Gaziantep Travel Blog› entry 138 of 251 › view all entries
July 8th, 2008 – by: cmgervais
Gaziantep’s major crop was apparent in the rolling hills surrounding the city … pistachio trees as far as the eye can see. Oh, I love pistachios. Gaziantep also grows bulgur wheat and is home is industrial production of textiles and car parts. It is a bustling, busy city. With lots of impatient traffic, and special driving rules unknown to foreign drivers, I might add.
We had some difficulty finding the hotel, which was tucked away on a tiny narrow street in the old town. We drove all around trying to find a clue, but finally gave up and called for help. Steve received a series of complex instructions (none involving street names…”turn right at the statue, left at the mosque,” etc).
Our hotel, Andolu Evleri, is a renovated historic stone house. The rooms are accessed from the quaint courtyard via stone stairways with beautiful old wrought iron handrails. Our room is cute, but there isn’t one right angle in the place, and it is the size of a large closet. The floor creaks -- loudly -- and we hope no one is below us.
After getting settled as best we could, we went off to explore the town on foot (there will be no more driving until we go to the airport).
We walked by the hilltop Citadel (also closed) and much work was going on there…perhaps a renovation. It was built by the Romans, and then later fortified by the Byzantines and Selcuks. There were coppersmiths and other metal workers set up in the area and it was all quaint and picturesque.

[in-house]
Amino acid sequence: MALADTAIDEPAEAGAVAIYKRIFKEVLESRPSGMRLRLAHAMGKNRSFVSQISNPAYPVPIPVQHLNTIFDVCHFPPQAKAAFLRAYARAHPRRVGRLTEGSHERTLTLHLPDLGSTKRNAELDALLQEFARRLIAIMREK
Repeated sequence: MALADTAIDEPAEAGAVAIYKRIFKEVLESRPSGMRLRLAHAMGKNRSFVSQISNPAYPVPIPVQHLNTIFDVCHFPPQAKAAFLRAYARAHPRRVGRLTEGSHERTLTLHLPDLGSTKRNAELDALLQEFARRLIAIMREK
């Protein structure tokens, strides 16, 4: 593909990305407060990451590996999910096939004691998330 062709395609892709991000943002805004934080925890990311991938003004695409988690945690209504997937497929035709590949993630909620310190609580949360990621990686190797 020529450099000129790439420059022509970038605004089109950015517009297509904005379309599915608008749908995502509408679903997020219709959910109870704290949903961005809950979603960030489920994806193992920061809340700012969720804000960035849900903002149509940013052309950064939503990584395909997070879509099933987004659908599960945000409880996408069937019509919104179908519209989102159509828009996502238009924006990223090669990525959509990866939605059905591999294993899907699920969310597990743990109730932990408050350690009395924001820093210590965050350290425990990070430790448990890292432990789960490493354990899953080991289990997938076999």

Next we happened upon an open-air pedestrian mall, lined with shops and jam-packed with shoppers and walkers. Every third person was eating delicious-looking ice cream, which really distracted me. Other than the nuts, we had skipped lunch and my stomach was growling! The stores were selling gaudy, hideous clothing, but other than that this area felt very European to me. The city has a split personality -- Middle East on one side, Europe on the other.
My feet hurt and we were hungry, but it was really too early for dinner. So back to the hotel for some rest and showers, then we finally went to the nearby Imam Cagdas for dinner. This place is extremely popular -- people were lined up at the counter for their famous baklava (this area is said to have the best baklava in the world). The dining area was very large and we had no trouble finding a seat since we were so early.
When I first looked at the menu, I thought there would be nothing for me (all meat dishes), but the waiter said that their signature dish, ali nazik, could be prepared vegetarian style. So Steve and I split a salad and waited impatiently for our ali nazik.
We waddled home, feeling some regret by the size of our meal… but already counting the hours until we could eat at Imam Cadgas again.
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